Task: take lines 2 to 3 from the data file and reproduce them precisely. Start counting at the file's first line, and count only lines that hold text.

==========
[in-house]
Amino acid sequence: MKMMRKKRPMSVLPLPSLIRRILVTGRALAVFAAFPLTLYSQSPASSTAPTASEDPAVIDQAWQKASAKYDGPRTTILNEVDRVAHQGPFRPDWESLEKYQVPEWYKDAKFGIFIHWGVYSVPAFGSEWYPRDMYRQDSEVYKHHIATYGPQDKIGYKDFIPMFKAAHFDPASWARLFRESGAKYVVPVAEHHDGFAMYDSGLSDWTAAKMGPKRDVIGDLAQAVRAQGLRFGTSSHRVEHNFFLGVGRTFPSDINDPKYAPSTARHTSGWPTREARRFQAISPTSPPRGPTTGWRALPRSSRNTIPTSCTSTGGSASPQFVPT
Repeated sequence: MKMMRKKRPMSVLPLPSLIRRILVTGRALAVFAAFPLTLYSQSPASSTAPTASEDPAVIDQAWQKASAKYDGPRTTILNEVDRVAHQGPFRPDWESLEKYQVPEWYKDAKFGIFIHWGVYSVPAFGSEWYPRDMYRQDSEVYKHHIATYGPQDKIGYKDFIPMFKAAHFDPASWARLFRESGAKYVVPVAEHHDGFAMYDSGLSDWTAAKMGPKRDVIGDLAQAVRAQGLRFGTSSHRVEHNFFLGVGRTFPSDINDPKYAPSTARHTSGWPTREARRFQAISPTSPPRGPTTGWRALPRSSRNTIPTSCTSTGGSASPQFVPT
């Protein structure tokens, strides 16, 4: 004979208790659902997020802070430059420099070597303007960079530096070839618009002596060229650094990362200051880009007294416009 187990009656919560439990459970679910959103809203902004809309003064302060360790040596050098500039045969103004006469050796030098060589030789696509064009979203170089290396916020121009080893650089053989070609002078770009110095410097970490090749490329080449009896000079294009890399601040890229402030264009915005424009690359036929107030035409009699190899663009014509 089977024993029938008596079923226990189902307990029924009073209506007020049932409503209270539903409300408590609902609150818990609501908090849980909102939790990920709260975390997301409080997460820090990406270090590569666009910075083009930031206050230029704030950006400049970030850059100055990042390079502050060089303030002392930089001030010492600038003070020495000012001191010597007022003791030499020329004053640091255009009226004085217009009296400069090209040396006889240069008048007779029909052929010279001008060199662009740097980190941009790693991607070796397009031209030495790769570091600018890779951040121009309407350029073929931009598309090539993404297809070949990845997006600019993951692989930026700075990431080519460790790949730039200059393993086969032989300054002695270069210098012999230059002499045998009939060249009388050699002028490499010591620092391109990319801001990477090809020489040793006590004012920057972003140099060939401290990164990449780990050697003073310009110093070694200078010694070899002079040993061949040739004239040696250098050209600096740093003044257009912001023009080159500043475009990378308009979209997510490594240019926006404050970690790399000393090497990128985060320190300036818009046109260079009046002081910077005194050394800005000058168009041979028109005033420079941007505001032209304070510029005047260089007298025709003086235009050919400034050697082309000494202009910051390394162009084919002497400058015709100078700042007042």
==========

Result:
Amino acid sequence: MKMMRKKRPMSVLPLPSLIRRILVTGRALAVFAAFPLTLYSQSPASSTAPTASEDPAVIDQAWQKASAKYDGPRTTILNEVDRVAHQGPFRPDWESLEKYQVPEWYKDAKFGIFIHWGVYSVPAFGSEWYPRDMYRQDSEVYKHHIATYGPQDKIGYKDFIPMFKAAHFDPASWARLFRESGAKYVVPVAEHHDGFAMYDSGLSDWTAAKMGPKRDVIGDLAQAVRAQGLRFGTSSHRVEHNFFLGVGRTFPSDINDPKYAPSTARHTSGWPTREARRFQAISPTSPPRGPTTGWRALPRSSRNTIPTSCTSTGGSASPQFVPT
Repeated sequence: MKMMRKKRPMSVLPLPSLIRRILVTGRALAVFAAFPLTLYSQSPASSTAPTASEDPAVIDQAWQKASAKYDGPRTTILNEVDRVAHQGPFRPDWESLEKYQVPEWYKDAKFGIFIHWGVYSVPAFGSEWYPRDMYRQDSEVYKHHIATYGPQDKIGYKDFIPMFKAAHFDPASWARLFRESGAKYVVPVAEHHDGFAMYDSGLSDWTAAKMGPKRDVIGDLAQAVRAQGLRFGTSSHRVEHNFFLGVGRTFPSDINDPKYAPSTARHTSGWPTREARRFQAISPTSPPRGPTTGWRALPRSSRNTIPTSCTSTGGSASPQFVPT